Betsy Obaseki

By Jethro Ibileke/Benin

Wife of Edo State Governor, Mrs. Betsy Obaseki, has advocated for renewed commitment and support for victims of gender-based violence.

This is even as she urged victims across the state to take advantage of the Vivian Sexual Assault Referral Centre to address cases of abuse.

Obaseki made the call in Benin, on Thursday, at a one-day seminar on elimination of violence against women, to commemorate the annual 16 days activism against gender-based violence, put together by the State Ministry of Social Development and Gender Issues, and the Office of the First Lady.

Represented by Dr. Nosa Aladeshelu at the event, Obaseki expressed “renewed commitment and support for victims of gender-based violence in the state.”

She reiterate government’s commitment to checking the score of GBV in the state, in view of the numerous plans and structures already in place to address it, one of which she said, is the Vivian (SARC) Centre.

“We have gathered here to raise our voices so that Edo people will know that this centre exists; that Edo women will know that they can refer their cases here; that Edo men will know that this place is here for them to report issues of sexual or any abuse at all against their daughters and they will have the appropriate response.”

The Permanent Secretary of the State Ministry of Social Development and Gender Issues, Mrs. Dorcas Idehen, while addressing the participants, described the 16 days of activism against GBV as a clarion call for all and sundry.

She said: “To end this scourge calls for global action to increase awareness, galvernize advocacy efforts and share more knowledge globally.”

In her speech, the state President of Federation of Women Lawyers, (FIDA), Iryn Omorogiuwa, advocated that all forms of gender-based violence be properly reported.

“The bottom line is that we are saying that there must be an end to violence against women and children. the discussions here are all geared to help us chart and forge a way forward where violence against women and children will be a thing of the past,” Omorogiuwa said.

The former Commissioner for Social Development and Gender, Mrs. Marian Edeko on her part said that “there is need for proper sensitization on what constitutes violence against women and that is the reason for this seminar.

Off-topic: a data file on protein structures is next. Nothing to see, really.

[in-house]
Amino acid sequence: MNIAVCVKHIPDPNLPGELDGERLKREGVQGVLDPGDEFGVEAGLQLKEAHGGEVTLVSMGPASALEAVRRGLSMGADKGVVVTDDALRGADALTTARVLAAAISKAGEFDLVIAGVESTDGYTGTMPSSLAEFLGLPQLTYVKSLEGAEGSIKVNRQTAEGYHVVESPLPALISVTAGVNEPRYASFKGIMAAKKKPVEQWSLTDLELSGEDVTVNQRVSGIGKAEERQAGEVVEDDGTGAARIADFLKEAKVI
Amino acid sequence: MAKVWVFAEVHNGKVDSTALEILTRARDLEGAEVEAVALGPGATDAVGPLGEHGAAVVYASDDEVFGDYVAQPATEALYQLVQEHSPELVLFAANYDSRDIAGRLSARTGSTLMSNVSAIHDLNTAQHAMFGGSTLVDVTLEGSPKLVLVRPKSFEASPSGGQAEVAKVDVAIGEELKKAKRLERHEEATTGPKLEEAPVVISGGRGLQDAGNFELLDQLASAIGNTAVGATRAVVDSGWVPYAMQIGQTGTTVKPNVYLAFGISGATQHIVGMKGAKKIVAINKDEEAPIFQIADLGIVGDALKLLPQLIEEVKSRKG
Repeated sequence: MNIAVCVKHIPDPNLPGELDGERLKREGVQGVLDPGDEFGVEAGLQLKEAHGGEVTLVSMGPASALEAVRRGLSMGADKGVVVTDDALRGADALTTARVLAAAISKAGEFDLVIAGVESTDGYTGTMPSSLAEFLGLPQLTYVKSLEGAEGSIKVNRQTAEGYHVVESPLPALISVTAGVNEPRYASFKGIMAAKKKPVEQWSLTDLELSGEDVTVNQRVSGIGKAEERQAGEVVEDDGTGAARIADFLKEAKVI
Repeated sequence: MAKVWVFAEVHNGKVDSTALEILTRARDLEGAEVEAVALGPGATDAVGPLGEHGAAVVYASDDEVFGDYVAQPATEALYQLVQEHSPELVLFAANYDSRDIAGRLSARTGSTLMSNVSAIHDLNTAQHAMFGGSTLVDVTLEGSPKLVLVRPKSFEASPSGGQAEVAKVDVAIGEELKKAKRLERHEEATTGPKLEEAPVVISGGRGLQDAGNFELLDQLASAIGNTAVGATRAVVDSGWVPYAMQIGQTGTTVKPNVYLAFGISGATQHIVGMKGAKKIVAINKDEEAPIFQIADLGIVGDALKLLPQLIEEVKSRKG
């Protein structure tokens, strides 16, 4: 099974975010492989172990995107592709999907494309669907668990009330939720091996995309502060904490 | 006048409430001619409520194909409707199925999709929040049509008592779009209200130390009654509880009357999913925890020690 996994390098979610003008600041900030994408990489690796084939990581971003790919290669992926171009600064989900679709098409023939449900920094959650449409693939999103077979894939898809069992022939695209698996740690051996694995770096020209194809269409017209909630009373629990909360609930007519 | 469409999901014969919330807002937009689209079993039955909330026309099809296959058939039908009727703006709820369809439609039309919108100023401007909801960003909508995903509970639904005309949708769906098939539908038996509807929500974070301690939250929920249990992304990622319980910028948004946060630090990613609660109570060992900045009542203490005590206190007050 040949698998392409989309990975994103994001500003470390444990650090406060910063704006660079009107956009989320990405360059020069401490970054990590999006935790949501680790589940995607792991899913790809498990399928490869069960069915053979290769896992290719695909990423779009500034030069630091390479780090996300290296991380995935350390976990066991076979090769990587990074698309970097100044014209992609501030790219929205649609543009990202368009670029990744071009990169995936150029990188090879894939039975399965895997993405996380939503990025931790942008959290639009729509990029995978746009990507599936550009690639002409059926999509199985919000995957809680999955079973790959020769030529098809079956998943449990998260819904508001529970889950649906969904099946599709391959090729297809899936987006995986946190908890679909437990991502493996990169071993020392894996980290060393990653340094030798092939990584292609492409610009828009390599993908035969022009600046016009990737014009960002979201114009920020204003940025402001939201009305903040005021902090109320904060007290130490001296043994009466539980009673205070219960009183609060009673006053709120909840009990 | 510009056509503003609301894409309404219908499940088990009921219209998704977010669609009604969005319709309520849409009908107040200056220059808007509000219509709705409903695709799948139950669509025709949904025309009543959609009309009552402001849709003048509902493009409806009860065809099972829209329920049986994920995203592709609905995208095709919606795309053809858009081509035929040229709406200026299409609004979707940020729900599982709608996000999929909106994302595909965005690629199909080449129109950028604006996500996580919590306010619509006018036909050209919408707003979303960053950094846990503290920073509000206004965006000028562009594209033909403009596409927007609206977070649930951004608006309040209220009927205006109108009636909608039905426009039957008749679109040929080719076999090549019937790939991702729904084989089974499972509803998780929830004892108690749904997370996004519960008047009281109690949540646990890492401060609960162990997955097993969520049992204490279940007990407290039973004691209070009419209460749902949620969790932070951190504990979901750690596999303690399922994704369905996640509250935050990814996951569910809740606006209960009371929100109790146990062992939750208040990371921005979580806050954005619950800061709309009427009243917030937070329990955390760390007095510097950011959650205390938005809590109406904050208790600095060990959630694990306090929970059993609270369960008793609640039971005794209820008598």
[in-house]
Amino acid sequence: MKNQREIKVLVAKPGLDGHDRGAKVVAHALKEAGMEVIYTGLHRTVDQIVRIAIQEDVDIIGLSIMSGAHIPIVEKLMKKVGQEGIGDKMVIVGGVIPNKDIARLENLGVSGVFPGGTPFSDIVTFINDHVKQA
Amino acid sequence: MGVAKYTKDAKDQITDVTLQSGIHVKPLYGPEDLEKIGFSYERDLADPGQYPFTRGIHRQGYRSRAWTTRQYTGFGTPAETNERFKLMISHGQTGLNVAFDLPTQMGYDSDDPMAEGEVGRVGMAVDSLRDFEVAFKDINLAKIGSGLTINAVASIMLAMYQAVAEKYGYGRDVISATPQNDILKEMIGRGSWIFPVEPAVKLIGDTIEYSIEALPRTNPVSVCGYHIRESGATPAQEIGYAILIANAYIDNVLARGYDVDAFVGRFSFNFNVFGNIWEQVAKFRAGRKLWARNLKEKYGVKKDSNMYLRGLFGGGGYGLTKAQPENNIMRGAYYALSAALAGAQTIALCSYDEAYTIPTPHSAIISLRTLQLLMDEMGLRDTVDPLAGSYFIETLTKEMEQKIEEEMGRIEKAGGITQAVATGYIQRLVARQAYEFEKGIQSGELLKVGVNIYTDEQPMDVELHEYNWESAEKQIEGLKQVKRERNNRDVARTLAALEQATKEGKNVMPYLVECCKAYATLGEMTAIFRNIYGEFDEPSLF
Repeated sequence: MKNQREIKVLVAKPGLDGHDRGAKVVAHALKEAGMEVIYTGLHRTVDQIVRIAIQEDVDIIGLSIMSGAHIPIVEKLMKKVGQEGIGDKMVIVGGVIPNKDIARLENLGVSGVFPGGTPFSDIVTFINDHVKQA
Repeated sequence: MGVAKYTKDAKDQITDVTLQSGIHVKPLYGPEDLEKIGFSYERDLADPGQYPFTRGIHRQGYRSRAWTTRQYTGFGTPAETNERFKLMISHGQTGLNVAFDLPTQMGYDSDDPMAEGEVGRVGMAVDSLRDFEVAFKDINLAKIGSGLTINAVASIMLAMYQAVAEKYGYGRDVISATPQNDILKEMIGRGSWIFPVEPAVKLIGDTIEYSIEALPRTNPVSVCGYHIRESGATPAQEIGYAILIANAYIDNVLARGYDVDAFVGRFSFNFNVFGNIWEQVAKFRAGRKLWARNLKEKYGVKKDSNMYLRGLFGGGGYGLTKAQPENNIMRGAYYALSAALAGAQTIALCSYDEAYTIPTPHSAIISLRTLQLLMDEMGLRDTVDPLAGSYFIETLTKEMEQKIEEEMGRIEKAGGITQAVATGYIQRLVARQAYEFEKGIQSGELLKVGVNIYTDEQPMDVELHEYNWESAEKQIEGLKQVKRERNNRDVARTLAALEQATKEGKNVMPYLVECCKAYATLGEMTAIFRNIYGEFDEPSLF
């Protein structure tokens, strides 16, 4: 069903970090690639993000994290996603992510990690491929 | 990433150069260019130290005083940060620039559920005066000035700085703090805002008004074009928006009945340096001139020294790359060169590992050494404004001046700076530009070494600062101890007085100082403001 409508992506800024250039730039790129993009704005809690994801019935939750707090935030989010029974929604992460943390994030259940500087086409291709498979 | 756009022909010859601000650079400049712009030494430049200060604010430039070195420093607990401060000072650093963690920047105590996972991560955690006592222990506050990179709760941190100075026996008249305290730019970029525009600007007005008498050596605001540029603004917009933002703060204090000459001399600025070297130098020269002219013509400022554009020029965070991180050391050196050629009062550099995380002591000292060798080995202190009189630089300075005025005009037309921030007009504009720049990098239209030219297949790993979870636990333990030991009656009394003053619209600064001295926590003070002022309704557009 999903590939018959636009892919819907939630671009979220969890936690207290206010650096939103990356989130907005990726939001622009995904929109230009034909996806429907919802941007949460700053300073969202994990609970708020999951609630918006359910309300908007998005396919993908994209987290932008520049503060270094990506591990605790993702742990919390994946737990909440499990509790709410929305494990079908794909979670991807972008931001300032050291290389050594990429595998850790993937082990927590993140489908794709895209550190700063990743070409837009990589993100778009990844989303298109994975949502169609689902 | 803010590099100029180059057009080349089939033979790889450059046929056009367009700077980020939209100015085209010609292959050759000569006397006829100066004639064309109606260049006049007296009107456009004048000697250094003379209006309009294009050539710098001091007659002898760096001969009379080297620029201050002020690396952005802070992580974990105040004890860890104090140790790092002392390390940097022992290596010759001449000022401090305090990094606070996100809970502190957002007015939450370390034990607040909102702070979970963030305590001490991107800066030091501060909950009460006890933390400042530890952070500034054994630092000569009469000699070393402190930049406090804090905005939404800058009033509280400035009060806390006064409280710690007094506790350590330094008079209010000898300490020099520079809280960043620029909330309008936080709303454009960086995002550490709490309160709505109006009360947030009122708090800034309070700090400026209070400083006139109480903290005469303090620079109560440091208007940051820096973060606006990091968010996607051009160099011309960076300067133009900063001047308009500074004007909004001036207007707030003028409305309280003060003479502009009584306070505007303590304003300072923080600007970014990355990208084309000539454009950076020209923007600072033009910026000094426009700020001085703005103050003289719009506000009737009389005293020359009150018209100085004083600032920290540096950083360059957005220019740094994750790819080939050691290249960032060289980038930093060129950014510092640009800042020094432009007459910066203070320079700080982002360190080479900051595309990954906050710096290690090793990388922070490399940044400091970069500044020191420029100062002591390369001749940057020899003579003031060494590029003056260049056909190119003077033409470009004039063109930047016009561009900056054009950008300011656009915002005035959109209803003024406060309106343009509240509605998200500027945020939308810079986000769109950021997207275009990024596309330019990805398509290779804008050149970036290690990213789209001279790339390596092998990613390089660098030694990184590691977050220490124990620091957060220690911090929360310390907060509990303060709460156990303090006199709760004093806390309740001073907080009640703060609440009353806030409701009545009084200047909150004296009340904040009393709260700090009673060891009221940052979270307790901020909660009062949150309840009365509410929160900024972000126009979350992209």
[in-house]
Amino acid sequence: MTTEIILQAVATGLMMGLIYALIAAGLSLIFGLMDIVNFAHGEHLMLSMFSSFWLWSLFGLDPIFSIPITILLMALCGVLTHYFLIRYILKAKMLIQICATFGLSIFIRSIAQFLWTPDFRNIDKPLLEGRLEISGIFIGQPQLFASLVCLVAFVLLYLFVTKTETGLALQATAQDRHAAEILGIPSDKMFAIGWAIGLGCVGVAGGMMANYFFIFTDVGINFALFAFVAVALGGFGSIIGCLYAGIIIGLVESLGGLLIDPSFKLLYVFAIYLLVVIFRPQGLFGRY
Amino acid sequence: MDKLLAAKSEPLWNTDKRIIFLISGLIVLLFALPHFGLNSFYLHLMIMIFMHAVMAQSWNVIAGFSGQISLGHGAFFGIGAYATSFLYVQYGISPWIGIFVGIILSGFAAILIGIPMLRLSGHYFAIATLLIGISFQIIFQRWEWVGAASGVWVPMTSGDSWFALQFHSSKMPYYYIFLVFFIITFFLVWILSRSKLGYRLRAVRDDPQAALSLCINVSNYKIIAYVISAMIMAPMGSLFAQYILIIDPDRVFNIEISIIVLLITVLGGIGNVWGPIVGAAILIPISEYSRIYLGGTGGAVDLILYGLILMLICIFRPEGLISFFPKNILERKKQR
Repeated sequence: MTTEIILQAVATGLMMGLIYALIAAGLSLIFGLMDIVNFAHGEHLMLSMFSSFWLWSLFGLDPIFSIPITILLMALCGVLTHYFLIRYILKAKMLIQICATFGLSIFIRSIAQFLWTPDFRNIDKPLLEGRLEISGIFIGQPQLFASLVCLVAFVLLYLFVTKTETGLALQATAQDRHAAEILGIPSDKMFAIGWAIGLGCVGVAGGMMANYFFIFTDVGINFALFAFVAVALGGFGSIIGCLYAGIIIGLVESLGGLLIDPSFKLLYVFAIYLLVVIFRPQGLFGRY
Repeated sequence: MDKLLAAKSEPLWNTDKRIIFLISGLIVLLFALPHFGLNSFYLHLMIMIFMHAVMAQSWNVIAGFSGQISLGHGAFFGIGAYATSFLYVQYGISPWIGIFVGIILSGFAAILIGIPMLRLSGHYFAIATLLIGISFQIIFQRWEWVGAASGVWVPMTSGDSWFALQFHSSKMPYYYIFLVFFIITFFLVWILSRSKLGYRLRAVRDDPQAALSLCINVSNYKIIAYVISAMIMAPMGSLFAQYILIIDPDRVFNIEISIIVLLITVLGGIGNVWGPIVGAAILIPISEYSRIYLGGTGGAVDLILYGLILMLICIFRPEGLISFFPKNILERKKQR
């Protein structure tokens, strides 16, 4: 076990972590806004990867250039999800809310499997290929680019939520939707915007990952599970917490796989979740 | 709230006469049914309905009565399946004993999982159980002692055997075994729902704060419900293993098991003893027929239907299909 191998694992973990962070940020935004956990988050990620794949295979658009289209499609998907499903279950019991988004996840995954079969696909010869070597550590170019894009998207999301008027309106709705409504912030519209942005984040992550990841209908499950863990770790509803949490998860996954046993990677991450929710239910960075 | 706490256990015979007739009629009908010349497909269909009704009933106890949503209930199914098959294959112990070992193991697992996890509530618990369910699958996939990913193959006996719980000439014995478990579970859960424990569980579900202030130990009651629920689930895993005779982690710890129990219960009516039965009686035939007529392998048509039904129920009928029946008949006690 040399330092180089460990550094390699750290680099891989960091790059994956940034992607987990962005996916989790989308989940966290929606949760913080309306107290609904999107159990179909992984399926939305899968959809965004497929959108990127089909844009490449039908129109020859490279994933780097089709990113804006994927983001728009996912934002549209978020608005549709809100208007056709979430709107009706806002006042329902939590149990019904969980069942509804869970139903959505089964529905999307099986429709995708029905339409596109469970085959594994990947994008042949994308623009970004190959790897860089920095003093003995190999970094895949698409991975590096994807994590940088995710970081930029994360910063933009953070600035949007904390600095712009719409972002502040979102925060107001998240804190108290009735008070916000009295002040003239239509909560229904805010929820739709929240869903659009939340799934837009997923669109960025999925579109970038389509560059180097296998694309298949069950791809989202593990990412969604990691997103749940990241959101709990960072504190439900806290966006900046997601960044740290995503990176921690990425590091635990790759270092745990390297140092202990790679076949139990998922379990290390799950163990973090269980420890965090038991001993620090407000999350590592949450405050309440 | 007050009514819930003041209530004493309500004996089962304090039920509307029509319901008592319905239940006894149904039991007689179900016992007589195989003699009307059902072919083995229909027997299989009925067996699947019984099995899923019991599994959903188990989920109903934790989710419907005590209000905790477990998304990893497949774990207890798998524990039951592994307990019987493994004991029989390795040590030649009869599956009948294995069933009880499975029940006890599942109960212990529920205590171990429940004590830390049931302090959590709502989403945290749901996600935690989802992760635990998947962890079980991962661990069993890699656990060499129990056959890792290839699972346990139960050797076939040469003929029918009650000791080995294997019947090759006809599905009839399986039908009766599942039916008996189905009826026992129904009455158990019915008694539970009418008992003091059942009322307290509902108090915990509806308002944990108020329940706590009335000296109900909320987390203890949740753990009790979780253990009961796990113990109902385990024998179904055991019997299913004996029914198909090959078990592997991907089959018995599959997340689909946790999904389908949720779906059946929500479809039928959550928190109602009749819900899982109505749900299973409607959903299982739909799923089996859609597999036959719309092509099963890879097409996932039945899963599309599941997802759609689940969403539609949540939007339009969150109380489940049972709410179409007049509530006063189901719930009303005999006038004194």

Explaining what constitutes gender-based violence, Barrister Ulo Uzamere said: “If you are being beaten that is physical violence, if you are being sexually assaulted and raped, that is sexual violence, if you are being starved of money and not allowed to make your own money that is financial violence, If you’re passing through any of these, come to this place and talk to your sisters.”

Meanwhile, the immediate past Attorney-General and Commissioner for Justice in the state, Prof. Yinka Omorogbe, has disclosed that many offenders of domestic violence are not prosecuted because victims do not report such offenders.

This, she said, was because domestic violence often times occur between two persons in an intimate relationship.

Prof. Omorogbe made this assertion while delivering a keynote address at the pre-lunch of a book titled “Surviving Domestic Violence in Relation to Laws of Protection in Nigeria,” written by a survivor of domestic violence, Mrs. Louisa Eikhonmu-Agbonkhese, in collaboration with the Edo State Ministry of Social Development and Gender Issues.

The former Attorney-General, who was represented by Stella Ojemen, noted that “many women don’t report domestic violence because they’re reluctant to report their husbands, they’re reluctant to report their boyfriends or their men friends,” which she said was not in their interest.

She added: “We all know that most domestic violence is occasioned by two people who are close and are in intimate relationship and that makes it difficult to address. The people who are victims depend on the perpetrators either emotionally or economically. You can’t continue to remain in an abusive relationship.”